And so to the Last Night of the Proms. From one of the best new commissions as an opener, via a surprising wordless paean to democracy and a vocal soloist who nailed bisexual politics to the mast in her final outfit, this year’s repertoire seemed quietly seditious. But the musical choices were more satisfying than usual, especially in the first half. There was a nod to Sir Henry Wood’s 150th-birthday, music he introduced, here Elgar’s heartfelt Sospiri acting as the fulcrum of the first half, first heard on the eve of the First World War. That had been immediately preceded by two women composers – a thread also expertly knitted through the season – in an a cappella (BBC Singers) version of Laura Mvula’s Sing to the Moon, beautifully rendered, and the belated (by fifty-six years) Proms premiere of a lovely musical travelogue by Elizabeth Maconchy, Proud Thames.
If the Spanish flavour of the first half seemed a little arbitrary, who could complain when Sakari Oramo and especially his percussion department suffused the Falla with irresistible rhythms, and Jaime Barton proffered her chocolaty, velvety mezzo to the selected arias. The first half ended with additional trumpets for the ‘Triumphal March’ from Verdi’s Aida.
At the opening of the second half there was a late and far too small nod to a bicentenary, that of Jacques Offenbach, his Orpheus in the Underworld Overture. Perhaps even more extraordinarily, it’s only the second performance of this piece in the Proms’ 125-year history, its first outing in 1990 under Rozhdestvensky. I wonder why, when it’s so enjoyable, encompassing some beautiful woodwind solos (Richard Hosford’s clarinet, Tom Bloomfield’s oboe) then one for leader Igor Yuzefovich. The climax – the Can Can – had Oramo occasionally kick (though not high).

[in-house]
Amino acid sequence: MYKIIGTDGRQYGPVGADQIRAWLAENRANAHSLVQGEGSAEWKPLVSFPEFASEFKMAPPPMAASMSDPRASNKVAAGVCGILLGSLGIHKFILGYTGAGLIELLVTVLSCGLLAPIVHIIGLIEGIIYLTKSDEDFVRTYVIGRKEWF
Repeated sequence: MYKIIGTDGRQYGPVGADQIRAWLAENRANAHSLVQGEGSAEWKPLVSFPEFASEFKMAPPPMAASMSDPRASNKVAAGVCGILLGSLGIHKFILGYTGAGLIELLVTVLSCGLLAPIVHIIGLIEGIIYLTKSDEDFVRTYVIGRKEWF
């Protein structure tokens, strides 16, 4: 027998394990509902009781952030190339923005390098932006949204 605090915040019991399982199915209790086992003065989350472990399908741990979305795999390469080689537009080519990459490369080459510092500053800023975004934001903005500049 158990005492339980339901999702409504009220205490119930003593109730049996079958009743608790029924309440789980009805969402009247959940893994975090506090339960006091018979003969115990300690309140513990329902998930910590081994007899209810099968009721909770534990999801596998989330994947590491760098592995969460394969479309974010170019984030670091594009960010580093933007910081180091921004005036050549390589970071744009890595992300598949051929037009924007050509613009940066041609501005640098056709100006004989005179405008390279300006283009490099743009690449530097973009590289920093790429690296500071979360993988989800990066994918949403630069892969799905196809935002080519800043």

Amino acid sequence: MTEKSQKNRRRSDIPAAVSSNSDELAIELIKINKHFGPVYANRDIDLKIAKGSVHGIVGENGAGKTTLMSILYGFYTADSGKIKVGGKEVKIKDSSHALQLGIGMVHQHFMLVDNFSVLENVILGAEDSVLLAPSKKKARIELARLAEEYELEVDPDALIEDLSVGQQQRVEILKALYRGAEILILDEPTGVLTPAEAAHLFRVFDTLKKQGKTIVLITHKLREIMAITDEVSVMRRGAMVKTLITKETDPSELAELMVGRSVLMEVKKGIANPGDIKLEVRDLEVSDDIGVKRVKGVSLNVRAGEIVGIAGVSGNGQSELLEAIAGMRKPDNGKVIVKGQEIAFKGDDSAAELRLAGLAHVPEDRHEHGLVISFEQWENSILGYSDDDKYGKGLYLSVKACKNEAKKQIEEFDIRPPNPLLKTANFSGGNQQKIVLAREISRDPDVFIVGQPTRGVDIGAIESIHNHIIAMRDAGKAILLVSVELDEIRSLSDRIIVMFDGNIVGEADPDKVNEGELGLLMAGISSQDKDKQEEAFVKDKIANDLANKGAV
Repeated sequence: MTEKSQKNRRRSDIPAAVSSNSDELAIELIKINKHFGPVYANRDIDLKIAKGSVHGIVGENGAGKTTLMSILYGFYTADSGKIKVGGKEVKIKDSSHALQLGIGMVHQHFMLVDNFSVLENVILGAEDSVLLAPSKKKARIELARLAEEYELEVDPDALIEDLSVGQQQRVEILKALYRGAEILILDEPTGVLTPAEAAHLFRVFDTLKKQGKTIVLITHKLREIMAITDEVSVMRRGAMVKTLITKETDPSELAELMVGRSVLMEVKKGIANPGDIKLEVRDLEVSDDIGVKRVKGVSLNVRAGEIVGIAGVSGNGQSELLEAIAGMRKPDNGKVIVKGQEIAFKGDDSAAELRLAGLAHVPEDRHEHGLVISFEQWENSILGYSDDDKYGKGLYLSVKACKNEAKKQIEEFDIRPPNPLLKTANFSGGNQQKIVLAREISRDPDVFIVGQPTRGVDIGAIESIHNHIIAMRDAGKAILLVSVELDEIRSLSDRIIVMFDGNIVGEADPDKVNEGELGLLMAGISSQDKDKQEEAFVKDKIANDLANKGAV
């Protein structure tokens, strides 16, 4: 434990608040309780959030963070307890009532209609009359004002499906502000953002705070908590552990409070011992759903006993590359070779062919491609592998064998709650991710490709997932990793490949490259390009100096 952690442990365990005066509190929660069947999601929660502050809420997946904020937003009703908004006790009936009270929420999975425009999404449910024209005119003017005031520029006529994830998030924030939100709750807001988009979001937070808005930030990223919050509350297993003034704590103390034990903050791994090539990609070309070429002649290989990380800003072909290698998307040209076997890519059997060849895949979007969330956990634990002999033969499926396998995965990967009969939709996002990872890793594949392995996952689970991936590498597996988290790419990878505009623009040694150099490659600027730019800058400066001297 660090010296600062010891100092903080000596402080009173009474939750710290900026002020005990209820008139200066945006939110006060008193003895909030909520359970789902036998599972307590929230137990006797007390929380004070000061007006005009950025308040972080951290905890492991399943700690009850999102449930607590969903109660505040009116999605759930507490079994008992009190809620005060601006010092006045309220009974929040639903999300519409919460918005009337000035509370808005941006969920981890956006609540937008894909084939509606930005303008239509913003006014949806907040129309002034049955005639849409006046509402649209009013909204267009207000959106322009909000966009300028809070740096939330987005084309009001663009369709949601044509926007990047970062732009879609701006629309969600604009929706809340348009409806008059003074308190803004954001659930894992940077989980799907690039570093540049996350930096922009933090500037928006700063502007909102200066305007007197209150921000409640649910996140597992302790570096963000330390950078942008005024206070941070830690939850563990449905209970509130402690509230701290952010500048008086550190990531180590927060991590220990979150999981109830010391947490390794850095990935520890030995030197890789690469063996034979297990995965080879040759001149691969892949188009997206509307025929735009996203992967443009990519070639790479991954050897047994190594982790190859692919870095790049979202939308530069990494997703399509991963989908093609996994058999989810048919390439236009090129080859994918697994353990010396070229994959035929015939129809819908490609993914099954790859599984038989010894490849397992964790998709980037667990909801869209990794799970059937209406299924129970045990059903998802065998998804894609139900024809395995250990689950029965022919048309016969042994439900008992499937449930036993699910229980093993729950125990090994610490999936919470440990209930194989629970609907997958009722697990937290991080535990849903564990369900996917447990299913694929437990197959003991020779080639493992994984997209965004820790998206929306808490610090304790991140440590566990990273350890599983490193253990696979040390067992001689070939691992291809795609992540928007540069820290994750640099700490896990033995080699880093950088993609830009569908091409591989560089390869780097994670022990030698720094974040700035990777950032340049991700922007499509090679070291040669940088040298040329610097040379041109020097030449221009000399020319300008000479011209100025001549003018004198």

The next item must rank as one of the weirdest entries onto the Last Night roster – Percy Grainger’s vocalise Marching Song of Democracy; a seven-minute collision of singers intoning “Ta rar dira dira” and “Dum pum pum pum” against each other, building to a climax that would have deafened even the most robust Parliamentary debate. It was like an encapsulation of Mahler’s Eighth Symphony though with only some dim memory of Goethe’s text.
In a second black dress, Barton returned, this time with head microphone, for a Judy Garland classic, ‘Somewhere over the Rainbow’ and Gershwin’s ‘I’ve Got Rhythm’. There was no surprise that Barton was equally as successful in musical numbers as operatic ones (not every opera singer can make the switch), and the Gershwin proved that Barton and the BBC Symphony (with its additional saxophones for this one selection) might have rhythm, but most seated audience members who tried to clap along certainly don’t.
That fact was reinforced in the ‘Hornpipe’ of Wood’s (here foreshortened) Fantasia on British Sea Songs and also in the lamentably disrupting horn blasts at the end of ‘The Saucy Arethusa’, ‘Tom Bowling’ and the ‘Home Sweet Home’; the music is much more enjoyable without percussive embellishment. And while I have no objection of filleting-in of songs from Ireland, Scotland and Wales, surely there is now a case for finding an alternative to Danny Boy.
To cap the Fantasia it was Malcolm Sargent’s version of Arne’s Rule Britannia!, Barton now swathed in a dress including bisexual colours (blue and magenta) in a wraparound flap and an enormous half ruff, producing a rainbow Pride flag for the final chorus.
Oramo’s speech was a heartfelt plea for our collective support for live performances, building on Sir Henry’s proselytising zeal. As is traditional the remainder of the concert ran to form. But I end at the beginning, with Daniel Kidane’s Woke, the title reminding us to be constantly aware of racism, but the music is inherently interesting in itself, kick-started by a wood-block (like a woodpecker) and teeming into life with long-held strings and chattering parts underneath, eventually coming to a unanimous halt before more rat-a-tat-tat pulses reigniting the music, before eventually building to a ringing climax, though not before the modern plastic equivalent of the ancient bullroarer made air. Electrifying and energising.
Perhaps one reason why this Last Night seemed a mite less lively – amidst the fewer balloons and flags – was the absence of shouted repartee from the Prommers. There was one such highlight, but that came from the tenors of the BBC Symphony Chorus who followed the charity advice (£115,000 before the collection after the concert), with an endorsement of their own, appealing for “tenners”.
- Broadcast live on BBC Radio 3 (available on BBC iPlayer for thirty days afterwards)
- BBC Proms www.bbc.co.uk/proms